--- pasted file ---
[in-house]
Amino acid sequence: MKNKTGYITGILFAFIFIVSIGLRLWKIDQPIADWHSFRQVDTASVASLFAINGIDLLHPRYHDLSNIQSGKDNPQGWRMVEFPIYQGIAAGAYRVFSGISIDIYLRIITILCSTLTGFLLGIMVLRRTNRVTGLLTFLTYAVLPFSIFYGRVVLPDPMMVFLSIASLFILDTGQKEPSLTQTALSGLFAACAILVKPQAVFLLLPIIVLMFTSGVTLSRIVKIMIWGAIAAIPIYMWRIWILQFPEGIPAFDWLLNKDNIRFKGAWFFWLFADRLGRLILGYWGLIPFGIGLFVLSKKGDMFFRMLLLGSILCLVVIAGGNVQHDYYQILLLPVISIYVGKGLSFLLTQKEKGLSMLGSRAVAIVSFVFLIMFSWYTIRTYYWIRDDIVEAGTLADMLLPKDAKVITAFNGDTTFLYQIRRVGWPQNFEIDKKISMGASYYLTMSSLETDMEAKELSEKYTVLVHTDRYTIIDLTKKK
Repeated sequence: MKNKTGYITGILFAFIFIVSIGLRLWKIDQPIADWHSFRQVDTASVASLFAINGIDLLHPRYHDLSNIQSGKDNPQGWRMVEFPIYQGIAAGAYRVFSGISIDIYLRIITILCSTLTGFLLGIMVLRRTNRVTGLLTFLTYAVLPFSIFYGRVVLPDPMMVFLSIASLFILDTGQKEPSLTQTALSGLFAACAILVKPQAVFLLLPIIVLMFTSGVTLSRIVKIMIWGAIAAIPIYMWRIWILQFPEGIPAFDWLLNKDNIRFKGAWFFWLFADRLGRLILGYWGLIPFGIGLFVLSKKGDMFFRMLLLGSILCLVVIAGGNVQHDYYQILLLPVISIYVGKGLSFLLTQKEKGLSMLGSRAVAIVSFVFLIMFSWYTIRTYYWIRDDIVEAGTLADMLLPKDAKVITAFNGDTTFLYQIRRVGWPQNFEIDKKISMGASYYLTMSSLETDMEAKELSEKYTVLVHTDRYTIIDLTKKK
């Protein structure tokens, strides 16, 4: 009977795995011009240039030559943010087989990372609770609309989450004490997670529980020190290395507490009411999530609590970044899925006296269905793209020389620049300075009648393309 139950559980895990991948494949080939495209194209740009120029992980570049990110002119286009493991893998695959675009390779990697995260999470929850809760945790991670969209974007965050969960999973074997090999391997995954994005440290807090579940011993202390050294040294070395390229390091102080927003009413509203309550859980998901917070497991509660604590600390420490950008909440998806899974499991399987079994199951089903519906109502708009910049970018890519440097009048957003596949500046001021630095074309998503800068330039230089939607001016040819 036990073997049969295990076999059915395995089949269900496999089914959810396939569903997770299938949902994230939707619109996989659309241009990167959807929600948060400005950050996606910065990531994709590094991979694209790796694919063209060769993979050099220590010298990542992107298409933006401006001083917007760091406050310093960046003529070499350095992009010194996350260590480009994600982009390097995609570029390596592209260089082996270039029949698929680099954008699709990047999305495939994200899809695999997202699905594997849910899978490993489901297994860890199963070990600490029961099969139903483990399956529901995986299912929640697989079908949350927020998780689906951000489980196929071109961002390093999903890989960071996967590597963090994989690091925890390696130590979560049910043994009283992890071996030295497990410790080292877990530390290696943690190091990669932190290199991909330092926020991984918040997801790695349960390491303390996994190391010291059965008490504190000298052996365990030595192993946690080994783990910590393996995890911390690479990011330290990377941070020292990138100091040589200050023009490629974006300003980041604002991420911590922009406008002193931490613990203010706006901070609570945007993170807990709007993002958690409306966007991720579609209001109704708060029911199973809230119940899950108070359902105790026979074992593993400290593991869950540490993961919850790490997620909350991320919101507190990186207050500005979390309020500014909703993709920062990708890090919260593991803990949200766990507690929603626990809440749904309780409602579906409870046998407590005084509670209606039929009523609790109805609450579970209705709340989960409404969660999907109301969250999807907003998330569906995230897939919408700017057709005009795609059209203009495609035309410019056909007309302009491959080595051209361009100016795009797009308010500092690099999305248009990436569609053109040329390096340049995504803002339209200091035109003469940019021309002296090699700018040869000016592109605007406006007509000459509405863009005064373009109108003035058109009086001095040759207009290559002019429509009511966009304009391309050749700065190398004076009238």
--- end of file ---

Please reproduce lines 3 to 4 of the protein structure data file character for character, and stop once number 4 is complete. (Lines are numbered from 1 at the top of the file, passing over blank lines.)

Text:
Repeated sequence: MKNKTGYITGILFAFIFIVSIGLRLWKIDQPIADWHSFRQVDTASVASLFAINGIDLLHPRYHDLSNIQSGKDNPQGWRMVEFPIYQGIAAGAYRVFSGISIDIYLRIITILCSTLTGFLLGIMVLRRTNRVTGLLTFLTYAVLPFSIFYGRVVLPDPMMVFLSIASLFILDTGQKEPSLTQTALSGLFAACAILVKPQAVFLLLPIIVLMFTSGVTLSRIVKIMIWGAIAAIPIYMWRIWILQFPEGIPAFDWLLNKDNIRFKGAWFFWLFADRLGRLILGYWGLIPFGIGLFVLSKKGDMFFRMLLLGSILCLVVIAGGNVQHDYYQILLLPVISIYVGKGLSFLLTQKEKGLSMLGSRAVAIVSFVFLIMFSWYTIRTYYWIRDDIVEAGTLADMLLPKDAKVITAFNGDTTFLYQIRRVGWPQNFEIDKKISMGASYYLTMSSLETDMEAKELSEKYTVLVHTDRYTIIDLTKKK
């Protein structure tokens, strides 16, 4: 009977795995011009240039030559943010087989990372609770609309989450004490997670529980020190290395507490009411999530609590970044899925006296269905793209020389620049300075009648393309 139950559980895990991948494949080939495209194209740009120029992980570049990110002119286009493991893998695959675009390779990697995260999470929850809760945790991670969209974007965050969960999973074997090999391997995954994005440290807090579940011993202390050294040294070395390229390091102080927003009413509203309550859980998901917070497991509660604590600390420490950008909440998806899974499991399987079994199951089903519906109502708009910049970018890519440097009048957003596949500046001021630095074309998503800068330039230089939607001016040819 036990073997049969295990076999059915395995089949269900496999089914959810396939569903997770299938949902994230939707619109996989659309241009990167959807929600948060400005950050996606910065990531994709590094991979694209790796694919063209060769993979050099220590010298990542992107298409933006401006001083917007760091406050310093960046003529070499350095992009010194996350260590480009994600982009390097995609570029390596592209260089082996270039029949698929680099954008699709990047999305495939994200899809695999997202699905594997849910899978490993489901297994860890199963070990600490029961099969139903483990399956529901995986299912929640697989079908949350927020998780689906951000489980196929071109961002390093999903890989960071996967590597963090994989690091925890390696130590979560049910043994009283992890071996030295497990410790080292877990530390290696943690190091990669932190290199991909330092926020991984918040997801790695349960390491303390996994190391010291059965008490504190000298052996365990030595192993946690080994783990910590393996995890911390690479990011330290990377941070020292990138100091040589200050023009490629974006300003980041604002991420911590922009406008002193931490613990203010706006901070609570945007993170807990709007993002958690409306966007991720579609209001109704708060029911199973809230119940899950108070359902105790026979074992593993400290593991869950540490993961919850790490997620909350991320919101507190990186207050500005979390309020500014909703993709920062990708890090919260593991803990949200766990507690929603626990809440749904309780409602579906409870046998407590005084509670209606039929009523609790109805609450579970209705709340989960409404969660999907109301969250999807907003998330569906995230897939919408700017057709005009795609059209203009495609035309410019056909007309302009491959080595051209361009100016795009797009308010500092690099999305248009990436569609053109040329390096340049995504803002339209200091035109003469940019021309002296090699700018040869000016592109605007406006007509000459509405863009005064373009109108003035058109009086001095040759207009290559002019429509009511966009304009391309050749700065190398004076009238």